Who are we supposed to be trying to impress?

Ever since the Miami Herald reported proposed plans for a possible celebration at the Orange Bowl upon the imminent death of the tyrant fidel castro the story has been predictably re-printed and distributed throughout the world. The backlash has also been predictable. Miami Mayor Manny Diaz has tried to distance himself from the proposed celebration claiming he’s “‘not into parties.”

Well now the editorial board at some paper called the Midland Reporter-Telegram is getting in on the act and looking down its nose at the potential celebrants.

We in no way endorse Castro’s repressive rule in Cuba, nor do we agree with his fundamental politics. But staging a “death party” somehow shows even less class than that of a misguided dictator.

As Steve Martin might have said in his heyday, WELL EXCUUUUUUSSSSSSSE MEEEEE!

I have a question for the editors of that paper in that po-dunk town: who died and made you the arbiters of what’s classy? Better yet, since when does class factor into a discussion about a dictatorship? Are firing squads classy? If so then castro is the king of class.

The brilliant minds at the daily bugle the Reporter-Telegram add this doozy:

From our view, Miami should be much more concerned how a party to celebrate a man’s death would be perceived by people outside the Cuban exile community.

So let me ask another question: who are we supposed to be trying to impress?

Should we trying to impress the mainstream media like you who have, for the most part, turned a blind eye to the plight of Cuba?

Or perhaps it’s other countries that continue to enable the dictatorship by lending moral and economic support to the regime that we should be impressing. Or maybe it’s the American businesses that continue to salivate and lobby for the prospect of doing the same. Or the American legislators like Charlie Rangel and Jeff Flake that are all too willing to accommodate them.

In this fight that Cubans have been fighting for half a century, we have had precious few allies. I am inclined to believe that when castro dies, our friends like the Czechs will understand the cause for our celebration. Nobody else’s opinion matters in my book.

My 93 year old grandmother, who is more and more forgetful every day, lives for only one thing: to see the day fidel castro dies. My grandmother, who is the epitome of style, grace and yes… class, will be celebrating. I think that entitles me to do the same.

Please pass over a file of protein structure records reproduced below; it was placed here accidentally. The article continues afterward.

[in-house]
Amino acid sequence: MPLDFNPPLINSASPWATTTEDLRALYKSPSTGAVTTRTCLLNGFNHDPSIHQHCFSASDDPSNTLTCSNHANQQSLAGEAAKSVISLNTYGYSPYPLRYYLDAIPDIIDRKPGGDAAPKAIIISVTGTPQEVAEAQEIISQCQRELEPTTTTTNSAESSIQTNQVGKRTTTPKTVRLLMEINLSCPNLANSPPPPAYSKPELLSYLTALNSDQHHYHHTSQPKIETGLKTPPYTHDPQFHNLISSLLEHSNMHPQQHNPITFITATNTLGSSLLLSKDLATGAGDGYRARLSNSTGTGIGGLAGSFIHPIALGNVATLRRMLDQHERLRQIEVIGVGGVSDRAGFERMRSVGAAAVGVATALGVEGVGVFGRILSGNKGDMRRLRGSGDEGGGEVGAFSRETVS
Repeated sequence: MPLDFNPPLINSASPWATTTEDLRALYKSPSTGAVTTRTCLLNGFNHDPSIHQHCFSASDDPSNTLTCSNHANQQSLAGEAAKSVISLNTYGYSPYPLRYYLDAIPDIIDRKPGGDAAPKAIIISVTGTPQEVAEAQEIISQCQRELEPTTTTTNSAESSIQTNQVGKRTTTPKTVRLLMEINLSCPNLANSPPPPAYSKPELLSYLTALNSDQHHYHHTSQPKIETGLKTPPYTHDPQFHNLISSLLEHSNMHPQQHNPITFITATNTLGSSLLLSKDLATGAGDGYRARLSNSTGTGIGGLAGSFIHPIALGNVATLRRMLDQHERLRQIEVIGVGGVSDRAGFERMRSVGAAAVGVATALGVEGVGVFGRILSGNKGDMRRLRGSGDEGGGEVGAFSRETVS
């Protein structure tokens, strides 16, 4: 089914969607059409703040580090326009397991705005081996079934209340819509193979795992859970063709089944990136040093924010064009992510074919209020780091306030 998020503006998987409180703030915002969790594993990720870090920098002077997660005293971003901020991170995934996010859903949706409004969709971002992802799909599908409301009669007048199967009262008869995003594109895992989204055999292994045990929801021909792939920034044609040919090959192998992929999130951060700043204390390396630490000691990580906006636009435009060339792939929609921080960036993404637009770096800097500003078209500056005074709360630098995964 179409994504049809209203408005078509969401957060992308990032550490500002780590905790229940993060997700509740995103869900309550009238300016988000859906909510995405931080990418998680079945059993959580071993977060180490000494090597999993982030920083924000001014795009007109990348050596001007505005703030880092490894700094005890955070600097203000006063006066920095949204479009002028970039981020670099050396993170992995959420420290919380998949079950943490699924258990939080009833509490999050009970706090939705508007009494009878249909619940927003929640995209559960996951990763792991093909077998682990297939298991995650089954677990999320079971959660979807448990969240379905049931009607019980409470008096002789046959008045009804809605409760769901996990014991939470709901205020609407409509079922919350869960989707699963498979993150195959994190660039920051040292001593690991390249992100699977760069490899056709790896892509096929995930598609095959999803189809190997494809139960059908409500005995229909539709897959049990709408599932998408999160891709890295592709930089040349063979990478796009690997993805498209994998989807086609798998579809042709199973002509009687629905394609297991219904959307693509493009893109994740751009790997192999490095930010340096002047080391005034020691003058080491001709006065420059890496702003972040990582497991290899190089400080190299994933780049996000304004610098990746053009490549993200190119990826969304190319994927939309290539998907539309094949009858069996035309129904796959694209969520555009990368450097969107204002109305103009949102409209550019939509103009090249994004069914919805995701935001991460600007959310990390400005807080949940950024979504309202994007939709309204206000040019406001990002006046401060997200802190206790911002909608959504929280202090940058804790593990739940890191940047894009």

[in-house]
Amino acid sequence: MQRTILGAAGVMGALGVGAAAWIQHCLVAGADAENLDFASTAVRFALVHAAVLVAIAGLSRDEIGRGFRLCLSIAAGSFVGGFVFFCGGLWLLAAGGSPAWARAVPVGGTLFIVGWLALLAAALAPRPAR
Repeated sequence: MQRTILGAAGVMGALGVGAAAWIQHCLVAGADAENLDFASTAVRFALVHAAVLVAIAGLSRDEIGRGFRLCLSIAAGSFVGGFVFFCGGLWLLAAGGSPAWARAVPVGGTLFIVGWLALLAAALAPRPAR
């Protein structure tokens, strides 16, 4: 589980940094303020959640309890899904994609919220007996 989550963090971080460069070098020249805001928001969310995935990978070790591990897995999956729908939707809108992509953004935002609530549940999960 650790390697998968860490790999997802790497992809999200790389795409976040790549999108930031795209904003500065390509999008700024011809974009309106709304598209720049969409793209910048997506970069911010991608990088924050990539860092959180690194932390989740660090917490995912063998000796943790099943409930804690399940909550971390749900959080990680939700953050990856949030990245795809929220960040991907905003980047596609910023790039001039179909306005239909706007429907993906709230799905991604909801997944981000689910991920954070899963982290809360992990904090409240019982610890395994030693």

9 thoughts on “Who are we supposed to be trying to impress?”

  1. These are the same wooses who cried because Saddam Hussein wasn’t given a nice hanging. Hey, I have a bottle of champagne iced down – just waiting for the word so I can pop the cork!

  2. As Prof. Eire so eloquently put it back in September: Most definitely. Sí, señor. You bet. We Cubans can’t help but be gauche. Bring out those conga drums! I need to practice for the big day that lies ahead.

  3. Henry, I’m in total agreement with your grandmother and I can’t wait to open my bottle of champagne!!! I hope that the small town newspaper can afford to send a reporter here so he can cover our celebrations!

  4. Miguel-O: Where may I read Prof. Eire’s comment on the matter? I love his writings.
    Antonio: That’s going to be the best party of my life.

  5. The day that we get the official word that the Despot castro is dead……….I`m gonna party and spit on the newspaper fotos of the dead sh*t head. I`m gonna have me three or four mojitos and finish my party by pissing on that same foto.
    Yes sir…..I`m gonna party.

  6. Omar, The New York Times and Fidel Castro is the source of the quote I extracted above. You may also want to use the “search” box here at Babalú. There have been a number of other interesting tidbits from Prof. Eire posted here. BTW, I too very much enjoy his writing style. His book Waiting for Snow in Havana is a rare treasure.

  7. Miguel-O: Thanks for the link. Waiting for Snow…is best enjoyed with a Mojito on a warm day or a Cognac on a cold one.

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